There is a sartorial synergy between two of Wales’s great working class pastimes. A keen observer of style would pick up a definite touch of the nylon-slacked brass band “walking out” uniform about the rugby committee-man who greets most match officials at the clubhouse door on a Saturday afternoon or windswept Wednesday evening.
That’s not to say that banding and rugby are the same, of course. There’s considerably less hostility and violence on a rugby field than a brass band contest. I, as a rugby referee rather than a band adjudicator, inhabit a much gentler arbitrarical world than comparing test pieces when describing kicking, gouging and punching in the sparse prose of a rugby union “red card report.”
Most rugby union disciplinaries never reach the black-hatted hanging solemnity of being called “into the kitchen” of the bandroom, as Mrs Griffin describes it in hushed tones. I’m sure that if Mr Dylan Hartley were a back row trombonist rather than a front row defendant, faced instead with the ultimate extra-musical culinary sanction, he would never have uttered those words in Mr Barnes’s earshot and would have spared himself the deserved humiliation of a ban and an unused plane ticket to Australia.
But I digress, for this is about clothing.
The blazer gets a bad press. It’s associated by lazy journalists with outdated, out of touch committee men. It’s part of the same rubbish writing in anti-intellectual shorthand as “politicians on the fiddle,” “out of touch judges” and “political correctness gone mad.” This poor, maligned jacket should be restored to its rightful place as part of sporting tradition: as a gentlemanly smart casual classic it’s a symbol for what’s good about our game.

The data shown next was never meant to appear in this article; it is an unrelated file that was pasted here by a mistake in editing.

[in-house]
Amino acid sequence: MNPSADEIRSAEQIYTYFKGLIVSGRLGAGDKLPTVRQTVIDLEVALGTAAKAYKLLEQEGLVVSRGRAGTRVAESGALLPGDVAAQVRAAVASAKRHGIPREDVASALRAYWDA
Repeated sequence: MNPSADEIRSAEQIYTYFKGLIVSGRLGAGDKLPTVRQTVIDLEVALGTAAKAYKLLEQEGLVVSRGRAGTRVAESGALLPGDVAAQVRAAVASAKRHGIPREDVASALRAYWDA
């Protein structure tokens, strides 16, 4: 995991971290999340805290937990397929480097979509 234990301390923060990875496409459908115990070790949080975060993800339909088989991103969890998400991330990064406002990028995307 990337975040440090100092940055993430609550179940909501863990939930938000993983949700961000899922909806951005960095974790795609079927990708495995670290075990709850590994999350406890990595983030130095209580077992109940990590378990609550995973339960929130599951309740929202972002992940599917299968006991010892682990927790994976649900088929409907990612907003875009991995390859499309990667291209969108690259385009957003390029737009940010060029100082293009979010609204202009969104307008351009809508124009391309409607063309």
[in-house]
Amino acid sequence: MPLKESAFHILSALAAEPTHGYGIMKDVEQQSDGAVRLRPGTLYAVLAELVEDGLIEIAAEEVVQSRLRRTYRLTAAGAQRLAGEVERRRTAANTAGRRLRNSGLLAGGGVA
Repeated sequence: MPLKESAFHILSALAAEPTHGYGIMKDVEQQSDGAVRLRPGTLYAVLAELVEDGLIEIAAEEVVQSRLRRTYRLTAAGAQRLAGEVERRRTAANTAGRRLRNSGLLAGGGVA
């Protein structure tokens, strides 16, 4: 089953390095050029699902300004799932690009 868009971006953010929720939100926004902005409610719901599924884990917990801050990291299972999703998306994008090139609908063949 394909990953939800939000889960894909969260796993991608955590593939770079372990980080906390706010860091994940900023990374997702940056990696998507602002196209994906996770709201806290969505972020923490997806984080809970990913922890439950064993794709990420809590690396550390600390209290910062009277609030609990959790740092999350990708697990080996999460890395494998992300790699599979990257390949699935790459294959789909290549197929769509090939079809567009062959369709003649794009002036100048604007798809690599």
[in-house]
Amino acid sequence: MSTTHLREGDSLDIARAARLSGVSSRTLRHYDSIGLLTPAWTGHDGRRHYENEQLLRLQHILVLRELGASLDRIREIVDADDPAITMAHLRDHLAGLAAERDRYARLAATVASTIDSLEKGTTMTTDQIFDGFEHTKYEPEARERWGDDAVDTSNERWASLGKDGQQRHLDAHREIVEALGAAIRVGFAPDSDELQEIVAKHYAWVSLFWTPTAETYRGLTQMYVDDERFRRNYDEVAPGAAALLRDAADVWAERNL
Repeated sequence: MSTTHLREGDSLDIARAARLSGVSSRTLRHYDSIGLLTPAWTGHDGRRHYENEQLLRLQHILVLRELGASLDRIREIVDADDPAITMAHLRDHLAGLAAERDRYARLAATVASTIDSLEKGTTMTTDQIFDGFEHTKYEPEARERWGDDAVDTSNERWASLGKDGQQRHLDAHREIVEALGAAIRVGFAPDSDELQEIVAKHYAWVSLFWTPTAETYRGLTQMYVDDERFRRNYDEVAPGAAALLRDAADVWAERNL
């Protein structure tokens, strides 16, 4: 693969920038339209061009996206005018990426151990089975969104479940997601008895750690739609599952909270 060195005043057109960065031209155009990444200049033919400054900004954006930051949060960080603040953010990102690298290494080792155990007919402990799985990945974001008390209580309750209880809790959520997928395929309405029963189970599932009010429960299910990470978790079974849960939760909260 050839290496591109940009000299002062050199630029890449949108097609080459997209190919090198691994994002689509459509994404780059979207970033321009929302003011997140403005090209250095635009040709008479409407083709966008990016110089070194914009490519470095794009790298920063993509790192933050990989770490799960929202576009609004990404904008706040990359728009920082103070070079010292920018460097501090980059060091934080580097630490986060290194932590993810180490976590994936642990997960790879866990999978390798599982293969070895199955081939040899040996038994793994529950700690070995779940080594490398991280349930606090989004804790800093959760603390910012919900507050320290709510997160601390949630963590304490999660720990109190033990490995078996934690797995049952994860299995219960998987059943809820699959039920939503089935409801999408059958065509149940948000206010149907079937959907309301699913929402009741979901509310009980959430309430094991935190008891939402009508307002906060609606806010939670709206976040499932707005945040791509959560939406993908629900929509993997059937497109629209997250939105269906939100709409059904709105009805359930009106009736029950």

I’m a fan of the blazer. My battered, faded rugby jacket is something I’m proud to wear. It was a saddening shock to come back after an absence to refereeing at the grassroots and find that some of Cardiff’s rugby clubs are starting to abandon the jacket and tie. The famous interwar Cardiff captain who turned out in a silk scarf knotted at the throat of his jersey would have been appalled.
A rugby team should be well tailored off the field. It is after all supposed to be a game played by gentlemen. There is no excuse in a proper club-house for the polyester tie (if you’re lucky) and ill fitting suits of the footballing fraternity.
The blazer of my alma mater (top) is formal and simple, and shown here on Mr Joe Roff, fulfilling his duties as a touch judge in The Varsity Match. To a sartorialist, unquestionably the best blazer in world rugby is that of the Springboks (bottom).
I can forgive the Lions their weaknesses and, judging from the car park of the Vale of Glamorgan Hotel, questionable taste in automobiles. Te absolvo, gentlemen, for your clobber is first rate. I was delighted to see the British Lions boarding the tour bus properly kitted out. I’m not a major fan of grey flannels with a blazer (I prefer cavalry twill or khakis with pink or blue shirts) but they’re done well. A definite thumbs-up to the choice of dark brown half-brogues. There’s a place for a spread collar and the occasional cufflink in any club. And you can’t argue with the quality of the tailoring: Thomas Pink have done a great job.
I’m glad at least some rugby sides still keep to a tradition. It’s nothing to do with wealth or class, but it’s about pride and respect for your game, your team, and your opponents.
And this is what a rugby team should look like. Click here to see more.